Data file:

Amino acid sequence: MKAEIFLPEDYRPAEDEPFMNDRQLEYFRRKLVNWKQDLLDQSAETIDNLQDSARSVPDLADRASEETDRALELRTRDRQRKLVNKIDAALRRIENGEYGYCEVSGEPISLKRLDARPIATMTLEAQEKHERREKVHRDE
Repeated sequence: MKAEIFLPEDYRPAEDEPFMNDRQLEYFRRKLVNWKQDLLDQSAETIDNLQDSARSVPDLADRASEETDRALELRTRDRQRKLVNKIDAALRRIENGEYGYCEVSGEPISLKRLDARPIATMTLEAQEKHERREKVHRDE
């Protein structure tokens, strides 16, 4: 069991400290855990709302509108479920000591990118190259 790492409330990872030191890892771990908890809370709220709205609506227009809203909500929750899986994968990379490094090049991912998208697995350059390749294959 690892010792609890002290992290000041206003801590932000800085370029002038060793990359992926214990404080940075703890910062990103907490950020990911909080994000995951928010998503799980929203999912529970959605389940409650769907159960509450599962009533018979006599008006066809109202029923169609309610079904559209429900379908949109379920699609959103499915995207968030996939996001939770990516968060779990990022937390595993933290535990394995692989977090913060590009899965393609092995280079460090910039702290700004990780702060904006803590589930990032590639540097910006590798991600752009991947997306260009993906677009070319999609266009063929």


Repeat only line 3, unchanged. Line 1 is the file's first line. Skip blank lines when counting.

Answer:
């Protein structure tokens, strides 16, 4: 069991400290855990709302509108479920000591990118190259 790492409330990872030191890892771990908890809370709220709205609506227009809203909500929750899986994968990379490094090049991912998208697995350059390749294959 690892010792609890002290992290000041206003801590932000800085370029002038060793990359992926214990404080940075703890910062990103907490950020990911909080994000995951928010998503799980929203999912529970959605389940409650769907159960509450599962009533018979006599008006066809109202029923169609309610079904559209429900379908949109379920699609959103499915995207968030996939996001939770990516968060779990990022937390595993933290535990394995692989977090913060590009899965393609092995280079460090910039702290700004990780702060904006803590589930990032590639540097910006590798991600752009991947997306260009993906677009070319999609266009063929």